Britain just notched up yet another record-breaking low for unemployment. This is according to the government, not reality on the ground. When taking all the known facts into consideration, that juicy headline is little more than a set of fantasy figures conjured up through ‘creative’ accounting, representing no more than state-issued propaganda.
According to the government, unemployment is now just 3.8%. Last January it was 4% so for this article, the numbers used are as at last January. Then, the actual number of people with jobs rose to 32.54 million, or 75.8%. This is “the highest since comparable estimates began in 1971,” according to the UK’s Office for National Statistics.
In 1971 we didn’t have the ‘gig-economy’, zero-hours contracts or a complete reclassification of what employment actually means though.
The reality on the ground is not reflected by reality in all sorts of other indicators. “Headline” unemployment is only at a record low because of a number of hidden statistics such as the 42% increase in the number of people who are in “involuntary” part-time work.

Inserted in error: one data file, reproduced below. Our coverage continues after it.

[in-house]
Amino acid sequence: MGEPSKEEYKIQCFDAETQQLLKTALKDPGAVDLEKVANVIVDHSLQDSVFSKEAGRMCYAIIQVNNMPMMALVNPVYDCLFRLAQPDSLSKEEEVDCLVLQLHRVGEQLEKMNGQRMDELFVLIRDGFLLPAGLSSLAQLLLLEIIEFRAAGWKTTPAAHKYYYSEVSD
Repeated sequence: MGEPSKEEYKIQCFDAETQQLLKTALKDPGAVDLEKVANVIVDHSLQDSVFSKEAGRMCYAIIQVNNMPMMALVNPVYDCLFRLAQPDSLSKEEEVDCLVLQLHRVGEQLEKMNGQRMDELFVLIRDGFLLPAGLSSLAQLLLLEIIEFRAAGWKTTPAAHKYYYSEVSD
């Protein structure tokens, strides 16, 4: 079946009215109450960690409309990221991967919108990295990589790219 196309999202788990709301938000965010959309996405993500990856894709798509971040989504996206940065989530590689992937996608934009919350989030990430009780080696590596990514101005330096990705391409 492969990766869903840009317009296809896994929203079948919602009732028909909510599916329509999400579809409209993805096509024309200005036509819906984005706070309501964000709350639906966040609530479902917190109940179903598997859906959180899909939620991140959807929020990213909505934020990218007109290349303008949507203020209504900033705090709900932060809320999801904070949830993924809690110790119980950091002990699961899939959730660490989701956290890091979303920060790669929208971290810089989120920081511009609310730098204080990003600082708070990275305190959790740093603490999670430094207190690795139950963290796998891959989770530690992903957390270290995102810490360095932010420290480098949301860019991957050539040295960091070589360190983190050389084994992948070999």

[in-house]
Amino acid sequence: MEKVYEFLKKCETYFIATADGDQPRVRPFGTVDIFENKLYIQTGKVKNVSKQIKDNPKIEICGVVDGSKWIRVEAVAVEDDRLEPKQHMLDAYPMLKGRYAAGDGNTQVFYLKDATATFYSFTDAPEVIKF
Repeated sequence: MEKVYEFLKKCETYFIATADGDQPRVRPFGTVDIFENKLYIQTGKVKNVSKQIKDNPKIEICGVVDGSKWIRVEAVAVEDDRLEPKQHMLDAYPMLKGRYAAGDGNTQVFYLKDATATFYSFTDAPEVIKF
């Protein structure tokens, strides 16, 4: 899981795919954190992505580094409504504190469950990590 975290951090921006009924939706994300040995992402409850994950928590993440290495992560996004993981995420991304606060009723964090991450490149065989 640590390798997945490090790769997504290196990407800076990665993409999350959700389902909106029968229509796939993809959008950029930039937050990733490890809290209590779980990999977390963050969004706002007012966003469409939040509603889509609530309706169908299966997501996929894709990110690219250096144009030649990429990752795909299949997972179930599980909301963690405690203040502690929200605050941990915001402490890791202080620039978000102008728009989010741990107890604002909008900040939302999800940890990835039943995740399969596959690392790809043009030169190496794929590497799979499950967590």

“Involuntary” means exactly that – they’re only working part-time because they cannot get a full-time job.
In March 2006, just about at the peak of the economic boom that preceded the great financial crisis, involuntary part-time work was at a low. It then rose to a peak after the 2008 crisis. But today, after 10 years of so-called economic growth, it has reached 881,000 — an increase of 42% over the period, this is again according to the ONS.